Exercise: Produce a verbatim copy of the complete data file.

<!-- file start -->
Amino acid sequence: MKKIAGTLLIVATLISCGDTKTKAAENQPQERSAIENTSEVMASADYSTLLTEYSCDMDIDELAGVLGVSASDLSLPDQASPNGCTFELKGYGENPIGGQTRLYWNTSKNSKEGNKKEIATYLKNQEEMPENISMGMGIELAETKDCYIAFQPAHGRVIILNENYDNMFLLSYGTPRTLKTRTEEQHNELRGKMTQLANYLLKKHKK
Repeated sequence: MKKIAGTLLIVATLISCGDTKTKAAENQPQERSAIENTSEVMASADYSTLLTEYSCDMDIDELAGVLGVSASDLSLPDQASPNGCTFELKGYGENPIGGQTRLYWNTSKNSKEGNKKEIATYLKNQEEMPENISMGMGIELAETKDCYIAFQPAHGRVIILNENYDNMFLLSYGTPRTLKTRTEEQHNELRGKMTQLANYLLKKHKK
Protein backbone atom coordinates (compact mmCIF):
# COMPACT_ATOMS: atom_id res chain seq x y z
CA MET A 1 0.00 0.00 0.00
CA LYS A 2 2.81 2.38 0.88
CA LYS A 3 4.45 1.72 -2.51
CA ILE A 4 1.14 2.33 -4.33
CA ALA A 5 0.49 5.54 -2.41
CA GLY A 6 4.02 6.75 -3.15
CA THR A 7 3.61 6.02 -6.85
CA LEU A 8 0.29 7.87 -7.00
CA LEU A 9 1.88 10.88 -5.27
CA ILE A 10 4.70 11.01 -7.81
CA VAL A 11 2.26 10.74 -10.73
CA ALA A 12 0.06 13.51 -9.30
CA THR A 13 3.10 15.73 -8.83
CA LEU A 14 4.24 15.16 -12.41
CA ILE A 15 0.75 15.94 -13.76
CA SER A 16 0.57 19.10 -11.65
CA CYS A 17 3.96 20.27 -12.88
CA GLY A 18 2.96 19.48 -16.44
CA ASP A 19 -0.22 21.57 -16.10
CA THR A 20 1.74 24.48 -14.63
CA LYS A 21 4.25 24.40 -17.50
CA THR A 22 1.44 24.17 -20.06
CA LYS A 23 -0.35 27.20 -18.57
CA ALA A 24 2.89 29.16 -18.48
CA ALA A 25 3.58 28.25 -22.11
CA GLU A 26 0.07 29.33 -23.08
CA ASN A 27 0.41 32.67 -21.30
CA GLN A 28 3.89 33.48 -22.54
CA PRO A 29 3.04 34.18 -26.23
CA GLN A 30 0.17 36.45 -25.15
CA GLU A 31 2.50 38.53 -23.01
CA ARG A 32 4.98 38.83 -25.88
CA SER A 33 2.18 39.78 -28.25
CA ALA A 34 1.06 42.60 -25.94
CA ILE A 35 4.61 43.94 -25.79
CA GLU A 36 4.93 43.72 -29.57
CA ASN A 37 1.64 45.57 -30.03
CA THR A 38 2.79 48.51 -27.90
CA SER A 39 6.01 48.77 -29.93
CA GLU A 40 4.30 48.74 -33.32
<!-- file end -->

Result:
Amino acid sequence: MKKIAGTLLIVATLISCGDTKTKAAENQPQERSAIENTSEVMASADYSTLLTEYSCDMDIDELAGVLGVSASDLSLPDQASPNGCTFELKGYGENPIGGQTRLYWNTSKNSKEGNKKEIATYLKNQEEMPENISMGMGIELAETKDCYIAFQPAHGRVIILNENYDNMFLLSYGTPRTLKTRTEEQHNELRGKMTQLANYLLKKHKK
Repeated sequence: MKKIAGTLLIVATLISCGDTKTKAAENQPQERSAIENTSEVMASADYSTLLTEYSCDMDIDELAGVLGVSASDLSLPDQASPNGCTFELKGYGENPIGGQTRLYWNTSKNSKEGNKKEIATYLKNQEEMPENISMGMGIELAETKDCYIAFQPAHGRVIILNENYDNMFLLSYGTPRTLKTRTEEQHNELRGKMTQLANYLLKKHKK
Protein backbone atom coordinates (compact mmCIF):
# COMPACT_ATOMS: atom_id res chain seq x y z
CA MET A 1 0.00 0.00 0.00
CA LYS A 2 2.81 2.38 0.88
CA LYS A 3 4.45 1.72 -2.51
CA ILE A 4 1.14 2.33 -4.33
CA ALA A 5 0.49 5.54 -2.41
CA GLY A 6 4.02 6.75 -3.15
CA THR A 7 3.61 6.02 -6.85
CA LEU A 8 0.29 7.87 -7.00
CA LEU A 9 1.88 10.88 -5.27
CA ILE A 10 4.70 11.01 -7.81
CA VAL A 11 2.26 10.74 -10.73
CA ALA A 12 0.06 13.51 -9.30
CA THR A 13 3.10 15.73 -8.83
CA LEU A 14 4.24 15.16 -12.41
CA ILE A 15 0.75 15.94 -13.76
CA SER A 16 0.57 19.10 -11.65
CA CYS A 17 3.96 20.27 -12.88
CA GLY A 18 2.96 19.48 -16.44
CA ASP A 19 -0.22 21.57 -16.10
CA THR A 20 1.74 24.48 -14.63
CA LYS A 21 4.25 24.40 -17.50
CA THR A 22 1.44 24.17 -20.06
CA LYS A 23 -0.35 27.20 -18.57
CA ALA A 24 2.89 29.16 -18.48
CA ALA A 25 3.58 28.25 -22.11
CA GLU A 26 0.07 29.33 -23.08
CA ASN A 27 0.41 32.67 -21.30
CA GLN A 28 3.89 33.48 -22.54
CA PRO A 29 3.04 34.18 -26.23
CA GLN A 30 0.17 36.45 -25.15
CA GLU A 31 2.50 38.53 -23.01
CA ARG A 32 4.98 38.83 -25.88
CA SER A 33 2.18 39.78 -28.25
CA ALA A 34 1.06 42.60 -25.94
CA ILE A 35 4.61 43.94 -25.79
CA GLU A 36 4.93 43.72 -29.57
CA ASN A 37 1.64 45.57 -30.03
CA THR A 38 2.79 48.51 -27.90
CA SER A 39 6.01 48.77 -29.93
CA GLU A 40 4.30 48.74 -33.32